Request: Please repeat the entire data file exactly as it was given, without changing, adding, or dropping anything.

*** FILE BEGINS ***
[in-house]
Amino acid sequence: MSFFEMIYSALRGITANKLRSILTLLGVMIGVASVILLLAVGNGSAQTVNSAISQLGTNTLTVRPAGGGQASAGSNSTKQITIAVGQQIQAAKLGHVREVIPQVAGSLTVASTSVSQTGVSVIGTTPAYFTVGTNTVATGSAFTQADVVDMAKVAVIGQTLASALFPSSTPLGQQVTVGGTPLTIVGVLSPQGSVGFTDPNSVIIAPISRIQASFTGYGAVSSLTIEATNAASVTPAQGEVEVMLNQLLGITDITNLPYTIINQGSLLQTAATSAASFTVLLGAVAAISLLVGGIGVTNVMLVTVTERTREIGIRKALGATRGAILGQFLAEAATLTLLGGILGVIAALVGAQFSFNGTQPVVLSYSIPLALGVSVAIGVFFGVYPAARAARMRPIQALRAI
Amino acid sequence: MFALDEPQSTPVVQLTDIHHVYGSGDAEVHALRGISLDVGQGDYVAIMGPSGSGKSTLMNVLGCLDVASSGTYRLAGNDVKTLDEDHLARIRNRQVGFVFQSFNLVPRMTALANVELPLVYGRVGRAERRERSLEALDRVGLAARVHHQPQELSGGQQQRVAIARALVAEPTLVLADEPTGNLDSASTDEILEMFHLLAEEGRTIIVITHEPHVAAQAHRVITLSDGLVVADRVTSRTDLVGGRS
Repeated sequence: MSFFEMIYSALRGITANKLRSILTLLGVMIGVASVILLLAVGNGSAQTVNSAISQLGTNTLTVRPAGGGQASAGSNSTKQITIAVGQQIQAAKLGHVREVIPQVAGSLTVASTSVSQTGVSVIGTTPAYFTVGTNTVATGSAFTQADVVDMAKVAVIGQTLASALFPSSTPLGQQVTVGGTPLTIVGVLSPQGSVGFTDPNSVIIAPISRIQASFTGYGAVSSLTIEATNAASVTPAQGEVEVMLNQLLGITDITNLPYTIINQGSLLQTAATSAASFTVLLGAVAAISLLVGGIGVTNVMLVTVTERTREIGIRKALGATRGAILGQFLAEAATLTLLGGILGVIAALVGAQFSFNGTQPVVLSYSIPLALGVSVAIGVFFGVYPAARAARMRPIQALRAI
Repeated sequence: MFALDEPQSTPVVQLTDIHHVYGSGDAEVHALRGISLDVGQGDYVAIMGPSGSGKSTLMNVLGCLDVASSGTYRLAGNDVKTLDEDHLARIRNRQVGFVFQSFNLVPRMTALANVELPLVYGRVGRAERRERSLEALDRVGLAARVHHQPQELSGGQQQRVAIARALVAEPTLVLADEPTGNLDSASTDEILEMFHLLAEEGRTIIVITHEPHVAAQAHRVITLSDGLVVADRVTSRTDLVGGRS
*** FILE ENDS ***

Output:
[in-house]
Amino acid sequence: MSFFEMIYSALRGITANKLRSILTLLGVMIGVASVILLLAVGNGSAQTVNSAISQLGTNTLTVRPAGGGQASAGSNSTKQITIAVGQQIQAAKLGHVREVIPQVAGSLTVASTSVSQTGVSVIGTTPAYFTVGTNTVATGSAFTQADVVDMAKVAVIGQTLASALFPSSTPLGQQVTVGGTPLTIVGVLSPQGSVGFTDPNSVIIAPISRIQASFTGYGAVSSLTIEATNAASVTPAQGEVEVMLNQLLGITDITNLPYTIINQGSLLQTAATSAASFTVLLGAVAAISLLVGGIGVTNVMLVTVTERTREIGIRKALGATRGAILGQFLAEAATLTLLGGILGVIAALVGAQFSFNGTQPVVLSYSIPLALGVSVAIGVFFGVYPAARAARMRPIQALRAI
Amino acid sequence: MFALDEPQSTPVVQLTDIHHVYGSGDAEVHALRGISLDVGQGDYVAIMGPSGSGKSTLMNVLGCLDVASSGTYRLAGNDVKTLDEDHLARIRNRQVGFVFQSFNLVPRMTALANVELPLVYGRVGRAERRERSLEALDRVGLAARVHHQPQELSGGQQQRVAIARALVAEPTLVLADEPTGNLDSASTDEILEMFHLLAEEGRTIIVITHEPHVAAQAHRVITLSDGLVVADRVTSRTDLVGGRS
Repeated sequence: MSFFEMIYSALRGITANKLRSILTLLGVMIGVASVILLLAVGNGSAQTVNSAISQLGTNTLTVRPAGGGQASAGSNSTKQITIAVGQQIQAAKLGHVREVIPQVAGSLTVASTSVSQTGVSVIGTTPAYFTVGTNTVATGSAFTQADVVDMAKVAVIGQTLASALFPSSTPLGQQVTVGGTPLTIVGVLSPQGSVGFTDPNSVIIAPISRIQASFTGYGAVSSLTIEATNAASVTPAQGEVEVMLNQLLGITDITNLPYTIINQGSLLQTAATSAASFTVLLGAVAAISLLVGGIGVTNVMLVTVTERTREIGIRKALGATRGAILGQFLAEAATLTLLGGILGVIAALVGAQFSFNGTQPVVLSYSIPLALGVSVAIGVFFGVYPAARAARMRPIQALRAI
Repeated sequence: MFALDEPQSTPVVQLTDIHHVYGSGDAEVHALRGISLDVGQGDYVAIMGPSGSGKSTLMNVLGCLDVASSGTYRLAGNDVKTLDEDHLARIRNRQVGFVFQSFNLVPRMTALANVELPLVYGRVGRAERRERSLEALDRVGLAARVHHQPQELSGGQQQRVAIARALVAEPTLVLADEPTGNLDSASTDEILEMFHLLAEEGRTIIVITHEPHVAAQAHRVITLSDGLVVADRVTSRTDLVGGRS